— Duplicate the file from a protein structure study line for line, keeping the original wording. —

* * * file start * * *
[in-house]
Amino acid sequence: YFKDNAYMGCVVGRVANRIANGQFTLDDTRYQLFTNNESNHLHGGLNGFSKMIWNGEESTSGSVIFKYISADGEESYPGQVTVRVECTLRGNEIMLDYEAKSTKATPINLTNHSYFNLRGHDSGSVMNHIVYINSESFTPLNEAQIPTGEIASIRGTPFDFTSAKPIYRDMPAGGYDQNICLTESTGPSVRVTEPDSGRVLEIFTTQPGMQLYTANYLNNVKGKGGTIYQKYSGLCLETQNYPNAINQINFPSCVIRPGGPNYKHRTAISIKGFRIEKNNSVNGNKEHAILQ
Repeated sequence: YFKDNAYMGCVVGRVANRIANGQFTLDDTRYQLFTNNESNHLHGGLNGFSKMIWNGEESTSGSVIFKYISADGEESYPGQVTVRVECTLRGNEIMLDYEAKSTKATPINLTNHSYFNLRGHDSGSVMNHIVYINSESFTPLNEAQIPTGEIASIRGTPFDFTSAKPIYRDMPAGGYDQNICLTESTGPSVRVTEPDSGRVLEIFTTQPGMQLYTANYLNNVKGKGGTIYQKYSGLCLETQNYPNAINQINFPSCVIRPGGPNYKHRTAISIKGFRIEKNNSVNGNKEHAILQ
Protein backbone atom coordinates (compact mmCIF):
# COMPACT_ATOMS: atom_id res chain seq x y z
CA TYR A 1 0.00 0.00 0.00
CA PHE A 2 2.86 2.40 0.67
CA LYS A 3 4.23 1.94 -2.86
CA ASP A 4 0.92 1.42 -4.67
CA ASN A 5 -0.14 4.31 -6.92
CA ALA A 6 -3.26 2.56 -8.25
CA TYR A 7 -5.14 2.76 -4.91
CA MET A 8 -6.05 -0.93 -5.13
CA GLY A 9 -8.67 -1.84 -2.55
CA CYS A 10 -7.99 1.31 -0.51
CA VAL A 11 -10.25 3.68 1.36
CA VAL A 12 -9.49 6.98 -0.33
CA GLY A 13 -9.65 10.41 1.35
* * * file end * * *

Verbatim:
[in-house]
Amino acid sequence: YFKDNAYMGCVVGRVANRIANGQFTLDDTRYQLFTNNESNHLHGGLNGFSKMIWNGEESTSGSVIFKYISADGEESYPGQVTVRVECTLRGNEIMLDYEAKSTKATPINLTNHSYFNLRGHDSGSVMNHIVYINSESFTPLNEAQIPTGEIASIRGTPFDFTSAKPIYRDMPAGGYDQNICLTESTGPSVRVTEPDSGRVLEIFTTQPGMQLYTANYLNNVKGKGGTIYQKYSGLCLETQNYPNAINQINFPSCVIRPGGPNYKHRTAISIKGFRIEKNNSVNGNKEHAILQ
Repeated sequence: YFKDNAYMGCVVGRVANRIANGQFTLDDTRYQLFTNNESNHLHGGLNGFSKMIWNGEESTSGSVIFKYISADGEESYPGQVTVRVECTLRGNEIMLDYEAKSTKATPINLTNHSYFNLRGHDSGSVMNHIVYINSESFTPLNEAQIPTGEIASIRGTPFDFTSAKPIYRDMPAGGYDQNICLTESTGPSVRVTEPDSGRVLEIFTTQPGMQLYTANYLNNVKGKGGTIYQKYSGLCLETQNYPNAINQINFPSCVIRPGGPNYKHRTAISIKGFRIEKNNSVNGNKEHAILQ
Protein backbone atom coordinates (compact mmCIF):
# COMPACT_ATOMS: atom_id res chain seq x y z
CA TYR A 1 0.00 0.00 0.00
CA PHE A 2 2.86 2.40 0.67
CA LYS A 3 4.23 1.94 -2.86
CA ASP A 4 0.92 1.42 -4.67
CA ASN A 5 -0.14 4.31 -6.92
CA ALA A 6 -3.26 2.56 -8.25
CA TYR A 7 -5.14 2.76 -4.91
CA MET A 8 -6.05 -0.93 -5.13
CA GLY A 9 -8.67 -1.84 -2.55
CA CYS A 10 -7.99 1.31 -0.51
CA VAL A 11 -10.25 3.68 1.36
CA VAL A 12 -9.49 6.98 -0.33
CA GLY A 13 -9.65 10.41 1.35